Roman Theatre And Cartagena

Mar Menor & Cartagena, Spain

The post is overdue, I know, sorry about that. You know that the idea of “Seeking Fireflies” is about travel and inspiration. Well, unfortunately I can’t say that our lack of writing is due to an overwhelming influx of inspiration. No, just laziness, and not a whole lot of activity. But! We have had the pleasure of visiting some of our surrounding areas which include the Mar Menor and the ancient Roman port city of Cartagena (not the one in Colombia…).

Mar Menor

Mar Menor is an inland lagoon south of Alicante on the Costa Calida. It’s 170 square kilometers of no more than 22 foot deep water. The lagoon is bordered by a thin strip of sandbar called La Manga that’s only 350 feet wide at it’s thinest. The lagoon water is flat, warm and a haven for watersports. The Mediterranean side has great beaches and swimming. So naturally you think, “Oh, there’s probably so much open space and it’s charming!”

But on the contrary. That little strip of land? It’s completely developed with high rise apartments and hotels. Oh, and do you want a full English breakfast? Yep, you can find it here! This is where the Spanish and apparently the English come to holiday. There’s very little that’s natural about it. I will say that it’s a great place for families, given that the lagoon is so shallow and warm.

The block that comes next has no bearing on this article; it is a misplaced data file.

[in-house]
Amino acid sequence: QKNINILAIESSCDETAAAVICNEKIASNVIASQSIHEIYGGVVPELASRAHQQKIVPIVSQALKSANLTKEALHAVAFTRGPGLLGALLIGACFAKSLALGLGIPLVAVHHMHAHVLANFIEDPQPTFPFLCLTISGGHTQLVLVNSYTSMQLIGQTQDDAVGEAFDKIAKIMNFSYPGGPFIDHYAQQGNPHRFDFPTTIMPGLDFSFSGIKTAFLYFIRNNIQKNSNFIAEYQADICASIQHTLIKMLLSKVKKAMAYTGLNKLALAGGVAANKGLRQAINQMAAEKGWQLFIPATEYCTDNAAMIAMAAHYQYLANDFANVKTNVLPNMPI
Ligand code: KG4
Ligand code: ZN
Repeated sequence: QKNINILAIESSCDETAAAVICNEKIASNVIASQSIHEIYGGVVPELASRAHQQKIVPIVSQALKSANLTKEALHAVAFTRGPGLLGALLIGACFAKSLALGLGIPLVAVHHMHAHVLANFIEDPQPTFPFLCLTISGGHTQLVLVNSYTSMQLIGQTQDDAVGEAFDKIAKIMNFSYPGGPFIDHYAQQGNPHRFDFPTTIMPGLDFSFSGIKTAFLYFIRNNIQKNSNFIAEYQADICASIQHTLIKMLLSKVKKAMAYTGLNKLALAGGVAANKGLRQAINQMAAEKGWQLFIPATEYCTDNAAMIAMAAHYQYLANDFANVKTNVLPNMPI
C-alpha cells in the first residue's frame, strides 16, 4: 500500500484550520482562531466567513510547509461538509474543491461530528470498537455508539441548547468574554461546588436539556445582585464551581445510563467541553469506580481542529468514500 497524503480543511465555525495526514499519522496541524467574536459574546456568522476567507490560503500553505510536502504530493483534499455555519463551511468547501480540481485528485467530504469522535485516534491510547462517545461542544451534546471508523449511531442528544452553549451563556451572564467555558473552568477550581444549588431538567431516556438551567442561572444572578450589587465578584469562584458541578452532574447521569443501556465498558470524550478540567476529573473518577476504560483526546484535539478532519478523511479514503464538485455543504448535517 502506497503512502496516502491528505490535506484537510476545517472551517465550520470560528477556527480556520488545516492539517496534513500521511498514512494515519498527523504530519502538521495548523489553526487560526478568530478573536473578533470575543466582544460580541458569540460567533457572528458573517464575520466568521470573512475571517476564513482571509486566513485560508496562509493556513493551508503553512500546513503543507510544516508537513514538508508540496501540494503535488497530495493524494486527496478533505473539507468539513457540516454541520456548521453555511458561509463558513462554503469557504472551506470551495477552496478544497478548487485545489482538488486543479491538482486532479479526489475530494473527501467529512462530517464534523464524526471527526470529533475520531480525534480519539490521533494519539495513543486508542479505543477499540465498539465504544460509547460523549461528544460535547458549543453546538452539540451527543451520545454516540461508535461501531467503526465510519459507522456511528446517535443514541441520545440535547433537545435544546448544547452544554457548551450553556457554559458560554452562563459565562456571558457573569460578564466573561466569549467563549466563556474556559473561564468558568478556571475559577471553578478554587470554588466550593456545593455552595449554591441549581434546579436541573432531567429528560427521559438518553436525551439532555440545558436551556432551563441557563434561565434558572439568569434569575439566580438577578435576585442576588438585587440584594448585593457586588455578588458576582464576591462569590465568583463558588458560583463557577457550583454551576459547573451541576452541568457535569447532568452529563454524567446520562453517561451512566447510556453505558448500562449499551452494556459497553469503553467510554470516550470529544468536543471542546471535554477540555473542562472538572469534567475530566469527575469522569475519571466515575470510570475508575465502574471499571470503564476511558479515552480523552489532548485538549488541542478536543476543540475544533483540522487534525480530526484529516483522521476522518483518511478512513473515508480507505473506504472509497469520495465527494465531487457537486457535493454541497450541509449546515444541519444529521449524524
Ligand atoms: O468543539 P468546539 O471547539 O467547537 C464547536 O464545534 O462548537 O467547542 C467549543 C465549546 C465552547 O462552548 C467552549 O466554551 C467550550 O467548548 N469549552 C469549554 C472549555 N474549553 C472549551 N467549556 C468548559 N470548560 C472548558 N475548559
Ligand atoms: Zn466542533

On our wedding anniversary (hooray!!) we opted to surprise each other with separate activities. Jon took us to the lovely Calblanque beach down the coast of Mar Menor and I had opted to have us go kayaking on Mar Menor. The beach-going in the amazing natural reserve was beautiful and lovely. It was a Tuesday, but apparently that didn’t mean uncrowded beaches. I’ll tell you why in a bit. But driving up and down La Manga looking for the watersports rentals was not so lovely. Not that I’d ever thought about what a highly developed tiny strip of land might look like – now I know – Ew. And not that I’d ever thought about how to service the thousands of people that occupy this little strip – now I know, it’s a smelly, sewer-y prospect. Double Ew. Thank goodness Jon planned a nice day at the beach!

We also decided to visit Los Alcazares, the main town on the lagoon side. Again, I can totally see why Spaniards and foreigners alike go to these charming beachy towns, with long waterfront walks and beachfront cafes. But for us, the beach is crowded and we prefer the tiny, gentle and clear coves of the Mediterranean. Seriously, who wouldn’t?! I still want to go kayaking though. Or sailing, that would be nice too. We did end the day with a big bowl of ice cream, that even came with a sparkly “Date una Fiesta” poof on top – it’s as if they knew!

Oh and going back to the note about why the beaches are crowded. Interestingly, most Spaniards apparently have 2 residencies. One in the place they work, and a second shared by the family at the coast. Given that it is SO hot in Spain in August, the country essentially closes and everyone goes to the beach. We’ve been on both a Monday and Tuesday, and on one day, there were lines to go to the beach because the car park was overflowed. Wow. So much for those cozy private beaches. It’s not so bad – the Spanish are incredibly friendly, and…well, very attractive. It’s good people watching :)